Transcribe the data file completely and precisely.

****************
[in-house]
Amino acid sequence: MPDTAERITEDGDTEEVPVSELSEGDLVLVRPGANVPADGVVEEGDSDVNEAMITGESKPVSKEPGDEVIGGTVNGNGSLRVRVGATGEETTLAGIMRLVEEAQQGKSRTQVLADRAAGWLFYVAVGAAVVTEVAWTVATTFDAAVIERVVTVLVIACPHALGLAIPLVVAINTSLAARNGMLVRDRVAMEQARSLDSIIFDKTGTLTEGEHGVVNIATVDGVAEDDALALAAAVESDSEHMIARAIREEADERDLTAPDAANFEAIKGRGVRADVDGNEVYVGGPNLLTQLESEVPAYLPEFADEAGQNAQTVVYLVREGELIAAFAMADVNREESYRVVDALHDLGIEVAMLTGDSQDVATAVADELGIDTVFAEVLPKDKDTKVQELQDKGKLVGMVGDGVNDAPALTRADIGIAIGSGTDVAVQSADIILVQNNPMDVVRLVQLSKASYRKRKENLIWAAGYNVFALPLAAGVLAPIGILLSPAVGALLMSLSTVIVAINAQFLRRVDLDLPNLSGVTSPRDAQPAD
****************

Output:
[in-house]
Amino acid sequence: MPDTAERITEDGDTEEVPVSELSEGDLVLVRPGANVPADGVVEEGDSDVNEAMITGESKPVSKEPGDEVIGGTVNGNGSLRVRVGATGEETTLAGIMRLVEEAQQGKSRTQVLADRAAGWLFYVAVGAAVVTEVAWTVATTFDAAVIERVVTVLVIACPHALGLAIPLVVAINTSLAARNGMLVRDRVAMEQARSLDSIIFDKTGTLTEGEHGVVNIATVDGVAEDDALALAAAVESDSEHMIARAIREEADERDLTAPDAANFEAIKGRGVRADVDGNEVYVGGPNLLTQLESEVPAYLPEFADEAGQNAQTVVYLVREGELIAAFAMADVNREESYRVVDALHDLGIEVAMLTGDSQDVATAVADELGIDTVFAEVLPKDKDTKVQELQDKGKLVGMVGDGVNDAPALTRADIGIAIGSGTDVAVQSADIILVQNNPMDVVRLVQLSKASYRKRKENLIWAAGYNVFALPLAAGVLAPIGILLSPAVGALLMSLSTVIVAINAQFLRRVDLDLPNLSGVTSPRDAQPAD